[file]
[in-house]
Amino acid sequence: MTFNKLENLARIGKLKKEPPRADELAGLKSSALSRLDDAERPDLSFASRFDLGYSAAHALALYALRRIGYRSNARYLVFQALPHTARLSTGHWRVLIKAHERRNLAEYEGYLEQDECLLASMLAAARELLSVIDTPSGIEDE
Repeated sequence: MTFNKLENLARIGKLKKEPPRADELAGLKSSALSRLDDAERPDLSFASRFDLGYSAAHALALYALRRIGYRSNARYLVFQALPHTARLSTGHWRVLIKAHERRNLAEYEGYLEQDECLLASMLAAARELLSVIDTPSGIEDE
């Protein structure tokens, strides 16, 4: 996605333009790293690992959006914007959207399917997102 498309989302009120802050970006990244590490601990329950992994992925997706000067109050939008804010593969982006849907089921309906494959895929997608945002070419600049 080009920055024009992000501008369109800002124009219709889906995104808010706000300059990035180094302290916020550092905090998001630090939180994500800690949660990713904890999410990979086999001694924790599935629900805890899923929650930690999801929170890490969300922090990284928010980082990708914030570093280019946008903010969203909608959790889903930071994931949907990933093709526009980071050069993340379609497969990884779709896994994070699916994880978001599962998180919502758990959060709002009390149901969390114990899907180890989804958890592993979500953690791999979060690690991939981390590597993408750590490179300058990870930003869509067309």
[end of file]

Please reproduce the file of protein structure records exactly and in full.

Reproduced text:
[in-house]
Amino acid sequence: MTFNKLENLARIGKLKKEPPRADELAGLKSSALSRLDDAERPDLSFASRFDLGYSAAHALALYALRRIGYRSNARYLVFQALPHTARLSTGHWRVLIKAHERRNLAEYEGYLEQDECLLASMLAAARELLSVIDTPSGIEDE
Repeated sequence: MTFNKLENLARIGKLKKEPPRADELAGLKSSALSRLDDAERPDLSFASRFDLGYSAAHALALYALRRIGYRSNARYLVFQALPHTARLSTGHWRVLIKAHERRNLAEYEGYLEQDECLLASMLAAARELLSVIDTPSGIEDE
């Protein structure tokens, strides 16, 4: 996605333009790293690992959006914007959207399917997102 498309989302009120802050970006990244590490601990329950992994992925997706000067109050939008804010593969982006849907089921309906494959895929997608945002070419600049 080009920055024009992000501008369109800002124009219709889906995104808010706000300059990035180094302290916020550092905090998001630090939180994500800690949660990713904890999410990979086999001694924790599935629900805890899923929650930690999801929170890490969300922090990284928010980082990708914030570093280019946008903010969203909608959790889903930071994931949907990933093709526009980071050069993340379609497969990884779709896994994070699916994880978001599962998180919502758990959060709002009390149901969390114990899907180890989804958890592993979500953690791999979060690690991939981390590597993408750590490179300058990870930003869509067309």